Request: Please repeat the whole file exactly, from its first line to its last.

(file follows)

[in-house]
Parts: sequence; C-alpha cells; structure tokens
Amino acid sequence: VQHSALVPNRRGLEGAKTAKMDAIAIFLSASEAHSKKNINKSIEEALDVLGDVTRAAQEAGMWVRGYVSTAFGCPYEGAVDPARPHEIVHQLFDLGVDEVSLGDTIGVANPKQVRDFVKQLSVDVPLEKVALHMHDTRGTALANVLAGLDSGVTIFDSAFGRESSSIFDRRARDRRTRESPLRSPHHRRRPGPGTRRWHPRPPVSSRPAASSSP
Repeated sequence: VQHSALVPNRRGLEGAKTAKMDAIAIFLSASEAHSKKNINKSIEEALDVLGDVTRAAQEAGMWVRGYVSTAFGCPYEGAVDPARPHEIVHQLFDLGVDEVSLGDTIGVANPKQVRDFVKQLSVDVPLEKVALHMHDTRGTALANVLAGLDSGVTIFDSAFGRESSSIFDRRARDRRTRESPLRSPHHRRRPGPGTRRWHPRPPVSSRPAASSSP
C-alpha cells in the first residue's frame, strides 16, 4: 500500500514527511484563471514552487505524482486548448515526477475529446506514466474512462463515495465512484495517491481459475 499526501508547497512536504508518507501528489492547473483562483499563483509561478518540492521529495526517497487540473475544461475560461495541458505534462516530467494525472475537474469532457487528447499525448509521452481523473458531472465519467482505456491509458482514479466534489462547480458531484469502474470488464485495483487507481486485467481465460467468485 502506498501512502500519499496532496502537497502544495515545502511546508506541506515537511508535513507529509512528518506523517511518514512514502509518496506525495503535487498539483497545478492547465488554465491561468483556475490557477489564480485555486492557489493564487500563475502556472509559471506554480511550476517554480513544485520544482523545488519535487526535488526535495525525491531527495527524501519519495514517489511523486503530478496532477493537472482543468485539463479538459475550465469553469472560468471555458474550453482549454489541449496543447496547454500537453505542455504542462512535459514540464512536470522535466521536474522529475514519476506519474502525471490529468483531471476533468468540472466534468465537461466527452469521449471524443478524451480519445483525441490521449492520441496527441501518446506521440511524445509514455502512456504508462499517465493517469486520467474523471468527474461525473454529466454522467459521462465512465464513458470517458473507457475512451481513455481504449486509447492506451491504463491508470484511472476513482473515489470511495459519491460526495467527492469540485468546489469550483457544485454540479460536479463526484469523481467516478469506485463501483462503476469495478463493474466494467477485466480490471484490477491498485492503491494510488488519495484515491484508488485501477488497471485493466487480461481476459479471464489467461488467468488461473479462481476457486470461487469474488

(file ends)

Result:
[in-house]
Parts: sequence; C-alpha cells; structure tokens
Amino acid sequence: VQHSALVPNRRGLEGAKTAKMDAIAIFLSASEAHSKKNINKSIEEALDVLGDVTRAAQEAGMWVRGYVSTAFGCPYEGAVDPARPHEIVHQLFDLGVDEVSLGDTIGVANPKQVRDFVKQLSVDVPLEKVALHMHDTRGTALANVLAGLDSGVTIFDSAFGRESSSIFDRRARDRRTRESPLRSPHHRRRPGPGTRRWHPRPPVSSRPAASSSP
Repeated sequence: VQHSALVPNRRGLEGAKTAKMDAIAIFLSASEAHSKKNINKSIEEALDVLGDVTRAAQEAGMWVRGYVSTAFGCPYEGAVDPARPHEIVHQLFDLGVDEVSLGDTIGVANPKQVRDFVKQLSVDVPLEKVALHMHDTRGTALANVLAGLDSGVTIFDSAFGRESSSIFDRRARDRRTRESPLRSPHHRRRPGPGTRRWHPRPPVSSRPAASSSP
C-alpha cells in the first residue's frame, strides 16, 4: 500500500514527511484563471514552487505524482486548448515526477475529446506514466474512462463515495465512484495517491481459475 499526501508547497512536504508518507501528489492547473483562483499563483509561478518540492521529495526517497487540473475544461475560461495541458505534462516530467494525472475537474469532457487528447499525448509521452481523473458531472465519467482505456491509458482514479466534489462547480458531484469502474470488464485495483487507481486485467481465460467468485 502506498501512502500519499496532496502537497502544495515545502511546508506541506515537511508535513507529509512528518506523517511518514512514502509518496506525495503535487498539483497545478492547465488554465491561468483556475490557477489564480485555486492557489493564487500563475502556472509559471506554480511550476517554480513544485520544482523545488519535487526535488526535495525525491531527495527524501519519495514517489511523486503530478496532477493537472482543468485539463479538459475550465469553469472560468471555458474550453482549454489541449496543447496547454500537453505542455504542462512535459514540464512536470522535466521536474522529475514519476506519474502525471490529468483531471476533468468540472466534468465537461466527452469521449471524443478524451480519445483525441490521449492520441496527441501518446506521440511524445509514455502512456504508462499517465493517469486520467474523471468527474461525473454529466454522467459521462465512465464513458470517458473507457475512451481513455481504449486509447492506451491504463491508470484511472476513482473515489470511495459519491460526495467527492469540485468546489469550483457544485454540479460536479463526484469523481467516478469506485463501483462503476469495478463493474466494467477485466480490471484490477491498485492503491494510488488519495484515491484508488485501477488497471485493466487480461481476459479471464489467461488467468488461473479462481476457486470461487469474488